The Federal Trade Commission (FTC) reached a landmark $200 million settlement with nutritional supplement company Herbalife, on July 15. The complaint and subsequent investigation was centered on the organization’s business model, which the FTC found deceitful and made grossly exaggerated claims. Herbalife is a multi-level marketing company (or MLM, for short). Similar to Nu Skin, Amway, and Avon Products, these companies use independent contractors to both sell products and recruit new sellers. Contractors receive commission not only on their own wholesale purchases from the company, but also from the purchases of their entire network of recruits.
Many MLMs, also referred to as direct selling companies, resemble pyramid schemes, but the FTC has accepted that not all MLMs are illegal as long as they follow the Amway rules, which emerged from a 1979 ruling against that company.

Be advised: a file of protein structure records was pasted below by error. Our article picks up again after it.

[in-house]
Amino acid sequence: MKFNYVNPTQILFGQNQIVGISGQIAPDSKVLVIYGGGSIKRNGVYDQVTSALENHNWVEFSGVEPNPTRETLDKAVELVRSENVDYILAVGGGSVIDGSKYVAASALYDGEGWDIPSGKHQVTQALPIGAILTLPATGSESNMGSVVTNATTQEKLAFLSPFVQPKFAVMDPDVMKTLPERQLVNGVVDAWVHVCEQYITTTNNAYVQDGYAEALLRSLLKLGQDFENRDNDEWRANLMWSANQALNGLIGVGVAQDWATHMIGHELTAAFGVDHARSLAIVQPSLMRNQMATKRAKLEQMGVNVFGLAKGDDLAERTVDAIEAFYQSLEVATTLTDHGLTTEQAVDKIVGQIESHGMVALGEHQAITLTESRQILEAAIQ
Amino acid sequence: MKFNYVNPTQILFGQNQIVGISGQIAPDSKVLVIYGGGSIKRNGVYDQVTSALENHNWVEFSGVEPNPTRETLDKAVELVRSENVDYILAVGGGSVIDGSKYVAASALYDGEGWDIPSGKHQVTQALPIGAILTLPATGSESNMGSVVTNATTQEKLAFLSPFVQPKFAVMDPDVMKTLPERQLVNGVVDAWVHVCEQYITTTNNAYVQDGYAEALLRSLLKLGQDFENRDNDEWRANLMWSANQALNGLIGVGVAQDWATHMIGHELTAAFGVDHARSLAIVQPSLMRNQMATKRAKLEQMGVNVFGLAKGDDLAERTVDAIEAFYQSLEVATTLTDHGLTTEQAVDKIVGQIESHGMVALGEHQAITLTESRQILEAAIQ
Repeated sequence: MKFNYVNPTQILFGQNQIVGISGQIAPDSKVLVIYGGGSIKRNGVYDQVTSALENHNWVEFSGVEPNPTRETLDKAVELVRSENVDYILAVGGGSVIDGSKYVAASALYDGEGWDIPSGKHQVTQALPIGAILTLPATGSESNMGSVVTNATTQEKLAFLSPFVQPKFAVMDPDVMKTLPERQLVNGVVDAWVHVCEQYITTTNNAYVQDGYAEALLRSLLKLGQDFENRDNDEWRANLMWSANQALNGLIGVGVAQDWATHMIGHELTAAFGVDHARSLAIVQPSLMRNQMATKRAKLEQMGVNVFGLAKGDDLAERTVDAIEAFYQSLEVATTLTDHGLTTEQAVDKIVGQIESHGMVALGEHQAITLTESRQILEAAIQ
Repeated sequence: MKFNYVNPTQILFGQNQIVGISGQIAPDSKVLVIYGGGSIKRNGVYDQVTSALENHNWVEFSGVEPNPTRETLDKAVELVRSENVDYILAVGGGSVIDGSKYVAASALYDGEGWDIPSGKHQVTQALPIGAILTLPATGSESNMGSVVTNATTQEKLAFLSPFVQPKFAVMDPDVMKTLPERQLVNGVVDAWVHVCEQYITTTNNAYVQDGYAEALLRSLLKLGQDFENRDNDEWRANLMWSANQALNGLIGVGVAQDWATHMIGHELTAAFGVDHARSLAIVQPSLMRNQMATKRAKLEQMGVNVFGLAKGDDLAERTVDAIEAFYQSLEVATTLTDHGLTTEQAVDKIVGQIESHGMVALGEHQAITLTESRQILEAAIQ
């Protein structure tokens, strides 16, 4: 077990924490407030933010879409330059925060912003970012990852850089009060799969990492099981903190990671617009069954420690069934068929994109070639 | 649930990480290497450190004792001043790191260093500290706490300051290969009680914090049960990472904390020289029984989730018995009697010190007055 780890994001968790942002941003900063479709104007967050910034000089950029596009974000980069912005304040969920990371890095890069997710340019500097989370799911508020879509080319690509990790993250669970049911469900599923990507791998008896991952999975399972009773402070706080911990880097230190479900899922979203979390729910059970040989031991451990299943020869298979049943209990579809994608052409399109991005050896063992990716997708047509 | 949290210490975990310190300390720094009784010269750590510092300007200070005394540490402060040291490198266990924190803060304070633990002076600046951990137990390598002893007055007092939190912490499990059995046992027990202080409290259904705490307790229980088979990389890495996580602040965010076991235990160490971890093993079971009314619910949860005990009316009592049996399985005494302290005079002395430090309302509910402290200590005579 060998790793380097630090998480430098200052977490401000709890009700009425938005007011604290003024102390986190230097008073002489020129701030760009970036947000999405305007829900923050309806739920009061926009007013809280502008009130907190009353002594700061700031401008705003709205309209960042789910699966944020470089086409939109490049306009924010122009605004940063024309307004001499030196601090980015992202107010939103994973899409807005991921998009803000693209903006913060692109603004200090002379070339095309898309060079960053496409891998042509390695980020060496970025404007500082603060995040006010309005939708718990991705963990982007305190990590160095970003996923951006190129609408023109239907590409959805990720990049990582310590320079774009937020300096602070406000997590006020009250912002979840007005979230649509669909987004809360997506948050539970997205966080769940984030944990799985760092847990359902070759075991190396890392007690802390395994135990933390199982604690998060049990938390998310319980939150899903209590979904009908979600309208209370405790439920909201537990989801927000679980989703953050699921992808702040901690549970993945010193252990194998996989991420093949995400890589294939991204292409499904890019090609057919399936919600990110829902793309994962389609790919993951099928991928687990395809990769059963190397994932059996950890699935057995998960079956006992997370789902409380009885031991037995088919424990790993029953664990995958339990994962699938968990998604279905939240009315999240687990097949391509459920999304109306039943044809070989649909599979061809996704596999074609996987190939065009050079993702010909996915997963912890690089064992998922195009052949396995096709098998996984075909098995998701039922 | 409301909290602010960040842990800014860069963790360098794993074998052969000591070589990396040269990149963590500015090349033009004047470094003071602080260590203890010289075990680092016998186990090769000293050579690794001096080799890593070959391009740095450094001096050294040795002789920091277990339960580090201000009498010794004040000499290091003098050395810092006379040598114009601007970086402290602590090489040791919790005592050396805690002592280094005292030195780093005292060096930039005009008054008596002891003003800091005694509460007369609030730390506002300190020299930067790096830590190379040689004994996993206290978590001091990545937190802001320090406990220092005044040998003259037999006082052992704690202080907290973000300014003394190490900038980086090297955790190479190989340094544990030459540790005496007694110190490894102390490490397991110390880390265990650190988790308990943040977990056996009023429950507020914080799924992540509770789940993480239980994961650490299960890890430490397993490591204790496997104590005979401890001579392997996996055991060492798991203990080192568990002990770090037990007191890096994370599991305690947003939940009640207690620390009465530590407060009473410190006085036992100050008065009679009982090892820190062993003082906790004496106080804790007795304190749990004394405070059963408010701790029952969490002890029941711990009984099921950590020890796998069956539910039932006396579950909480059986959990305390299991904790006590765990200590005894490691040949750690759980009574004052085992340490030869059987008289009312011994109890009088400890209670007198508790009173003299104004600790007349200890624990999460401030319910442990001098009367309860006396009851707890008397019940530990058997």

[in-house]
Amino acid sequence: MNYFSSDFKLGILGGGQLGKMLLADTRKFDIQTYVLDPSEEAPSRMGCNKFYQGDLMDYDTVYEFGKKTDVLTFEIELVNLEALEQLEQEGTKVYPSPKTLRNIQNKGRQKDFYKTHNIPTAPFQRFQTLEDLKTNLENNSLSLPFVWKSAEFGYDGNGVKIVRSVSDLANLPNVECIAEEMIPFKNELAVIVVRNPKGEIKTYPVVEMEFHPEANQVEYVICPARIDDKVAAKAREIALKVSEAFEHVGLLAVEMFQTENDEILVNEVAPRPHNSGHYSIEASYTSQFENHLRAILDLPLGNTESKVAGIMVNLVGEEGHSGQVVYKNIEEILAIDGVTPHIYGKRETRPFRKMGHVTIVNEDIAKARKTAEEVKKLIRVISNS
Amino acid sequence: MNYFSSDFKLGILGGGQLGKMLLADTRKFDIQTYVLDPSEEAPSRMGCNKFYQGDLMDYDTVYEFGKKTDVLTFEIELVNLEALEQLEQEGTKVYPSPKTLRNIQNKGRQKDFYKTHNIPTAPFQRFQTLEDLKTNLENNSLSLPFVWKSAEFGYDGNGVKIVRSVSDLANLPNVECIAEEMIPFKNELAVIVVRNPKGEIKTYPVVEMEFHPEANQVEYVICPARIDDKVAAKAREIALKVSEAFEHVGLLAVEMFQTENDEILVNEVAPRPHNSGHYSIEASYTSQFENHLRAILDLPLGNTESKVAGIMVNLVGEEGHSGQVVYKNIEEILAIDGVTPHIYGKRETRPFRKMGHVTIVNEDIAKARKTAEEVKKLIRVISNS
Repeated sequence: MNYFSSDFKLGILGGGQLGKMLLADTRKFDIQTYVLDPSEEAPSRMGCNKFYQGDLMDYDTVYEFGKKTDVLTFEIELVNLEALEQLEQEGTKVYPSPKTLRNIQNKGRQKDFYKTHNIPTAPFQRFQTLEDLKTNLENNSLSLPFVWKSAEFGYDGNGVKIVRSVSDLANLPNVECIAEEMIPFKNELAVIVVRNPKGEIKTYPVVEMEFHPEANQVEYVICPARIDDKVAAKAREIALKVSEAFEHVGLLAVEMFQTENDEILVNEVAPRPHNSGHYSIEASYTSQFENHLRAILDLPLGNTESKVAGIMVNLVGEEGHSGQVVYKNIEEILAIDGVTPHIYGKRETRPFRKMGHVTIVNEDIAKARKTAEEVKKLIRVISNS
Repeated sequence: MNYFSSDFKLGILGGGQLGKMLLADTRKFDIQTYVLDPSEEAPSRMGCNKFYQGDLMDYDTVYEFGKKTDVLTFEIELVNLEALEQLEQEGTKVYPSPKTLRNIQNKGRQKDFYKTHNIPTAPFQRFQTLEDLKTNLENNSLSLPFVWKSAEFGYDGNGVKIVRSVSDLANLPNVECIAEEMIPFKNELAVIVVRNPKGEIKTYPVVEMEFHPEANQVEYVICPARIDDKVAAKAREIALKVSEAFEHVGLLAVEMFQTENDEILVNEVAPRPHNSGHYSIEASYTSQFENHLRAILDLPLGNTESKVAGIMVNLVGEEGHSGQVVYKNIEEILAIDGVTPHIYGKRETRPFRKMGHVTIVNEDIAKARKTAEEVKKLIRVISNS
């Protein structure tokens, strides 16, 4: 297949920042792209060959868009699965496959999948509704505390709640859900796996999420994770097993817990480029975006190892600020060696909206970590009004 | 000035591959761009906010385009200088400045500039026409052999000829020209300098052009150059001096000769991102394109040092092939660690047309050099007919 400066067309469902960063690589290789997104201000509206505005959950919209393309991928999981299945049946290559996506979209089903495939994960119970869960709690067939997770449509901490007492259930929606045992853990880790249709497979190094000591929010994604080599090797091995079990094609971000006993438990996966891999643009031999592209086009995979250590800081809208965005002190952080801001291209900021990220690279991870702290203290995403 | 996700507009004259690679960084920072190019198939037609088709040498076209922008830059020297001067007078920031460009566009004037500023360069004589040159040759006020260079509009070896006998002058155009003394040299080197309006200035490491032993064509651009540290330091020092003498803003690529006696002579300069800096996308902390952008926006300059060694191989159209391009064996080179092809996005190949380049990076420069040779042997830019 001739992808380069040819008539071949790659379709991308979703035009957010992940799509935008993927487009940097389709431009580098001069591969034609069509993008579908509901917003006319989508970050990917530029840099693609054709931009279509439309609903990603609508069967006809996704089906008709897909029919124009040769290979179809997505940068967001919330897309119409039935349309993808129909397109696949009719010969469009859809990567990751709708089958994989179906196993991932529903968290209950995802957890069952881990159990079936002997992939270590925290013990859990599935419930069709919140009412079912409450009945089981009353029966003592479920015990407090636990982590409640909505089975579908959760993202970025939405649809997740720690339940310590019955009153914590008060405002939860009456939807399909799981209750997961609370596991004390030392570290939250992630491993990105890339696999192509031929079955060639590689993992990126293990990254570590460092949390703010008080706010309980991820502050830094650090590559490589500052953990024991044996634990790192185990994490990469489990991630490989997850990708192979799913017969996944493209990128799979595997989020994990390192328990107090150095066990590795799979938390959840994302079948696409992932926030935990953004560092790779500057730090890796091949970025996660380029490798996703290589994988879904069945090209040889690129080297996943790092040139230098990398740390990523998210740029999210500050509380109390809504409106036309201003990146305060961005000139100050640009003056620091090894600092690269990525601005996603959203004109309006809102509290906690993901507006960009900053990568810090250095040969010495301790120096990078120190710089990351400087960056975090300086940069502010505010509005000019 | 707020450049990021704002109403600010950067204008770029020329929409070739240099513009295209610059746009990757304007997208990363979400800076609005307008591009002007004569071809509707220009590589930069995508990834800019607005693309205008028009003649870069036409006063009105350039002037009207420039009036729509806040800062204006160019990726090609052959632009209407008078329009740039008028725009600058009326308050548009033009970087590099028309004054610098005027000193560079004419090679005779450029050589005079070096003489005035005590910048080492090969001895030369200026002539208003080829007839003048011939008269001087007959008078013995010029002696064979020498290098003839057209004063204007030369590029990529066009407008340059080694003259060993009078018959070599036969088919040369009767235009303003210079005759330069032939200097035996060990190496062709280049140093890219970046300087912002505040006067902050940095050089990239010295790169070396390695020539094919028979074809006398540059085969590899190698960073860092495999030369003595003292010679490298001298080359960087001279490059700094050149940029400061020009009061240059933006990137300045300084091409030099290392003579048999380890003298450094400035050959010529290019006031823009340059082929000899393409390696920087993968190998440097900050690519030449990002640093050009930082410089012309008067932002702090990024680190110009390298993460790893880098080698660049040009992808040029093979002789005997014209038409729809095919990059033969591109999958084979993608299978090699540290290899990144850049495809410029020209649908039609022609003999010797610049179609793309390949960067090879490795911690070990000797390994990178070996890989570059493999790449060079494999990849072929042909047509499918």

The $200 million dollar fine is the largest the FTC has ever levied in a consumer protection case. According to the ruling, Herbalife will have to stop advertising claims of the incredible wealth and lifestyles that becoming a contractor can provide, as well as offer recruits the ability to get their money back from product purchases or promotional packages for up to a year. The most consequential condition, however, comes in the form of accountability. Herbalife will now be required to provide proof that its products are being sold to end consumers, not just the recruited sellers. This change shifts the burden of proof to the company to verify that it is operating legally.
As of now, this decision only applies to Herbalife and its practices, but these standards could become a norm throughout the industry. Although Herbalife may be able to absorb these changes, many direct sellers likely will not. The direct selling industry employs some 20 million Americans and generates over $36 billion dollars in sales annually.
According to FTC chair Edith Ramirez, “Herbalife is going to have to start operating legitimately.” We will have to wait and see whether or not the ruling will push the entire MLM industry to reform.
Read more here: “Herbalife deal poses challenges for the Industry” (Roger Parloff, Fortune)